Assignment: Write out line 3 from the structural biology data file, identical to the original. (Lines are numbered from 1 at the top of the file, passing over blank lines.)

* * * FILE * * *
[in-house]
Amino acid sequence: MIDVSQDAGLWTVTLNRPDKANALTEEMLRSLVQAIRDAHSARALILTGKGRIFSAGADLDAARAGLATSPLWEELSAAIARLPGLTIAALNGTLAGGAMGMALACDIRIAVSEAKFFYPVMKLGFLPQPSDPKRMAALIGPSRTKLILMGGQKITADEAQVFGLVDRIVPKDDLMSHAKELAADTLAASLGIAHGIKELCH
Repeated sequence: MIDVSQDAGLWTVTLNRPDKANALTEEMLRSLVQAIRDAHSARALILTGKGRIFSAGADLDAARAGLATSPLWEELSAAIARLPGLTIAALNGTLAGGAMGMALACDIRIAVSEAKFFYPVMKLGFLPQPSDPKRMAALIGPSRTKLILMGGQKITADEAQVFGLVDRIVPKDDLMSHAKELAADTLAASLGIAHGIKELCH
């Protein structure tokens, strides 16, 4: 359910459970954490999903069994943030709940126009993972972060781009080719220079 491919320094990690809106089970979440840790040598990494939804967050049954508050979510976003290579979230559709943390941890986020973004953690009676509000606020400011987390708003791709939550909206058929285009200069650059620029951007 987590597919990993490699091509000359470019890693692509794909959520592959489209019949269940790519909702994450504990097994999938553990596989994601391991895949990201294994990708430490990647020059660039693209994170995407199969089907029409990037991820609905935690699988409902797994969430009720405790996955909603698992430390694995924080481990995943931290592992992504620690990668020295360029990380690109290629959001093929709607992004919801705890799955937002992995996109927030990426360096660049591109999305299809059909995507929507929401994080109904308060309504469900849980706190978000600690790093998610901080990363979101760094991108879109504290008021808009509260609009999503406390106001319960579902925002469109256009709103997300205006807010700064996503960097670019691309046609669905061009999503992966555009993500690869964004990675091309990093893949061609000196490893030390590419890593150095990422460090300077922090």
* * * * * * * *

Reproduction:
Repeated sequence: MIDVSQDAGLWTVTLNRPDKANALTEEMLRSLVQAIRDAHSARALILTGKGRIFSAGADLDAARAGLATSPLWEELSAAIARLPGLTIAALNGTLAGGAMGMALACDIRIAVSEAKFFYPVMKLGFLPQPSDPKRMAALIGPSRTKLILMGGQKITADEAQVFGLVDRIVPKDDLMSHAKELAADTLAASLGIAHGIKELCH